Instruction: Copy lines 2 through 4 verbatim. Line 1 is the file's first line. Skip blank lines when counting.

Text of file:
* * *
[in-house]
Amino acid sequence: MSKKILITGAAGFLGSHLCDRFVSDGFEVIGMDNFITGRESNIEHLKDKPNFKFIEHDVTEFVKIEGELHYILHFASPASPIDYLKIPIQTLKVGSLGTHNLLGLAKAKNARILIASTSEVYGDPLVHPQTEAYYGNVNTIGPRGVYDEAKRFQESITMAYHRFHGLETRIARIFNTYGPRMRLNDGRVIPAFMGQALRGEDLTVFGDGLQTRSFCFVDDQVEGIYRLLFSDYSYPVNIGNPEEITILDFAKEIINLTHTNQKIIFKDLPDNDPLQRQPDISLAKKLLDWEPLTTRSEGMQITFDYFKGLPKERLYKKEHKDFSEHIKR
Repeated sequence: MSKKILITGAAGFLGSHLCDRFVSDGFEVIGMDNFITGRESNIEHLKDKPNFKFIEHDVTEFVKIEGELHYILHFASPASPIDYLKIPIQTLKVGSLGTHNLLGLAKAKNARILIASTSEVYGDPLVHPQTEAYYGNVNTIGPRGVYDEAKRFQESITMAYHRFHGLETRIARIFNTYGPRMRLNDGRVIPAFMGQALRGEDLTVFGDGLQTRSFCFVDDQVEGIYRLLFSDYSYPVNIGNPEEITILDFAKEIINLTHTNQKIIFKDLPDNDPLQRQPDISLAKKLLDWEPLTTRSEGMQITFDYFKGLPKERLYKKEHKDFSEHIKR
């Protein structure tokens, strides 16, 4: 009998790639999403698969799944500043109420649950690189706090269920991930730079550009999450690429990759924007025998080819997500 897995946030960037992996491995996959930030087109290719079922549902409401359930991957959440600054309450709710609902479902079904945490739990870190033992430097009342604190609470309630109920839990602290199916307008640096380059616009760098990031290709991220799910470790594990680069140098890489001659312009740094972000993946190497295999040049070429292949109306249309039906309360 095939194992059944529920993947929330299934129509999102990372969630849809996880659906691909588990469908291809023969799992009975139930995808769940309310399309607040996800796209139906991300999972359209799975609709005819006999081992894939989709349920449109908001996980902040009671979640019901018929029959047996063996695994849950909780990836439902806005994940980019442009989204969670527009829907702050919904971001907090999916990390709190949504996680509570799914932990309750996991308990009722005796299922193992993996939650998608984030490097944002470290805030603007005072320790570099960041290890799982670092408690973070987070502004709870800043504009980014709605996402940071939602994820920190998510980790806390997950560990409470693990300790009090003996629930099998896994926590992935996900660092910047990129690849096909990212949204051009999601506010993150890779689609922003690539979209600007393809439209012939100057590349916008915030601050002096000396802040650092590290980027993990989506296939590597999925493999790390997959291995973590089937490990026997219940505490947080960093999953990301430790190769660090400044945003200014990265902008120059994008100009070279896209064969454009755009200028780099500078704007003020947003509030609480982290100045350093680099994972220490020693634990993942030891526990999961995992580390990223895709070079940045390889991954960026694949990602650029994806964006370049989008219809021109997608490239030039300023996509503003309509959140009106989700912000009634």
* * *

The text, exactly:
Amino acid sequence: MSKKILITGAAGFLGSHLCDRFVSDGFEVIGMDNFITGRESNIEHLKDKPNFKFIEHDVTEFVKIEGELHYILHFASPASPIDYLKIPIQTLKVGSLGTHNLLGLAKAKNARILIASTSEVYGDPLVHPQTEAYYGNVNTIGPRGVYDEAKRFQESITMAYHRFHGLETRIARIFNTYGPRMRLNDGRVIPAFMGQALRGEDLTVFGDGLQTRSFCFVDDQVEGIYRLLFSDYSYPVNIGNPEEITILDFAKEIINLTHTNQKIIFKDLPDNDPLQRQPDISLAKKLLDWEPLTTRSEGMQITFDYFKGLPKERLYKKEHKDFSEHIKR
Repeated sequence: MSKKILITGAAGFLGSHLCDRFVSDGFEVIGMDNFITGRESNIEHLKDKPNFKFIEHDVTEFVKIEGELHYILHFASPASPIDYLKIPIQTLKVGSLGTHNLLGLAKAKNARILIASTSEVYGDPLVHPQTEAYYGNVNTIGPRGVYDEAKRFQESITMAYHRFHGLETRIARIFNTYGPRMRLNDGRVIPAFMGQALRGEDLTVFGDGLQTRSFCFVDDQVEGIYRLLFSDYSYPVNIGNPEEITILDFAKEIINLTHTNQKIIFKDLPDNDPLQRQPDISLAKKLLDWEPLTTRSEGMQITFDYFKGLPKERLYKKEHKDFSEHIKR
């Protein structure tokens, strides 16, 4: 009998790639999403698969799944500043109420649950690189706090269920991930730079550009999450690429990759924007025998080819997500 897995946030960037992996491995996959930030087109290719079922549902409401359930991957959440600054309450709710609902479902079904945490739990870190033992430097009342604190609470309630109920839990602290199916307008640096380059616009760098990031290709991220799910470790594990680069140098890489001659312009740094972000993946190497295999040049070429292949109306249309039906309360 095939194992059944529920993947929330299934129509999102990372969630849809996880659906691909588990469908291809023969799992009975139930995808769940309310399309607040996800796209139906991300999972359209799975609709005819006999081992894939989709349920449109908001996980902040009671979640019901018929029959047996063996695994849950909780990836439902806005994940980019442009989204969670527009829907702050919904971001907090999916990390709190949504996680509570799914932990309750996991308990009722005796299922193992993996939650998608984030490097944002470290805030603007005072320790570099960041290890799982670092408690973070987070502004709870800043504009980014709605996402940071939602994820920190998510980790806390997950560990409470693990300790009090003996629930099998896994926590992935996900660092910047990129690849096909990212949204051009999601506010993150890779689609922003690539979209600007393809439209012939100057590349916008915030601050002096000396802040650092590290980027993990989506296939590597999925493999790390997959291995973590089937490990026997219940505490947080960093999953990301430790190769660090400044945003200014990265902008120059994008100009070279896209064969454009755009200028780099500078704007003020947003509030609480982290100045350093680099994972220490020693634990993942030891526990999961995992580390990223895709070079940045390889991954960026694949990602650029994806964006370049989008219809021109997608490239030039300023996509503003309509959140009106989700912000009634």